More Regulation Needed as Complaints about Rogue Lettings Agents Soar
Complaints about lettings agents have more than doubled over the past five years according to figures released by a property watchdog.
The Property Ombudsman (TPO) received 8,334 complaints in 2012, up from 3,739 in 2008 - a 123 per cent increase. In comparison, complaints against estate agents have fallen from 6,067 in 2008 to 4,261.
Complaints about lettings agents now represent TPO's largest workload, around 53 per cent of all enquiries. Alan Stewart director and head of Residential Lettings & Management at Caxtons said: "These figures are very disappointing and it saddens me that landlords and tenants are being ripped off by unscrupulous lettings agents.
"The huge rise in complaints reported to TPO is yet more proof that the lettings industry should be regulated. What is more concerning is that unless some form of regulation is introduced soon, the situation could become worse as the ongoing economic conditions force more people into private renting."
Caxtons is urging students looking for last-minute rental accommodation to use a regulated lettings agency to avoid being exploited or living in a neglected property.
With thousands of students looking to return, or start, university in the next few weeks, the rush is now on to find accommodation before term begins. According to the government's Higher Education Statistics Agency, around half a million students in the UK rented privately last year, which equates to 29 per cent of all students.
However due to time and financial constraints, and lack of local area knowledge, many students can fall victim to unscrupulous private landlords who charge too much for poor accommodation.
A significant proportion of students will also register with unregulated lettings agencies, which means they won't be fully protected throughout the letting process and tenancy.
Caxtons' student lettings manager, commented: "Currently there is no compulsory regulation of lettings agencies, which means anybody can set up as an agent without any relevant qualifications, training or accreditations.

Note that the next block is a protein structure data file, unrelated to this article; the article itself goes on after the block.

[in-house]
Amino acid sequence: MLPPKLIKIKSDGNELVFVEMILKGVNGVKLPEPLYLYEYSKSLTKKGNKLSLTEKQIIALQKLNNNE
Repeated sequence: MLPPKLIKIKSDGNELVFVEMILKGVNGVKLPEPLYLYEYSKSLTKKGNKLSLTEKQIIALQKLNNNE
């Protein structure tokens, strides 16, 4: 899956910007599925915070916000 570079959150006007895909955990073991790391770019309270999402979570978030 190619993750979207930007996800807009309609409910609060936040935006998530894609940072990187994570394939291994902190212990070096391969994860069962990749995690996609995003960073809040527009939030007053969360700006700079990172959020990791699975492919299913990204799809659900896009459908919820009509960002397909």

"In towns and cities with high student populations we regularly see a large number of unlicensed agents who view students as an easy target.
Life is tough, very tough. Most of us have had some first hand experience of the economic squeeze during the past four years
– and belt tightening has become an art form as well as a way of life. But what if you run out of cunning plans to keep the wolf from the front door? What if you can no longer meet your monthly financial commitments? What if you can't pay the mortgage?
Alan Stewart BSc FRICS MCIArb, Director & head of Residential Lettings & Management at Caxtons says think carefully before selling up. It may be better to consider letting your home – undoubtedly a very valuable asset – while you rent a smaller property for considerably less. This way you will retain your home and ease the pressure on what is probably a desperate situation.
If you think that becoming a 'reluctant landlord' is for you to allow time for the property market to recover and economic-hard times to abate, then there are a number of issues to explore.
If you have a mortgage, it is sometimes possible to let your property without the complication of changing your mortgage and becoming a Buy-to-Let landlord. As long as you obtain permission from your lender by way of a 'Consent to Let', then you will not breach your mortgage agreement. What is more, you will usually remain on your existing mortgage arrangement and pay your current interest rate. Every lender is different though and some may impose additional charges so be sure you understand exactly what you are signing up to.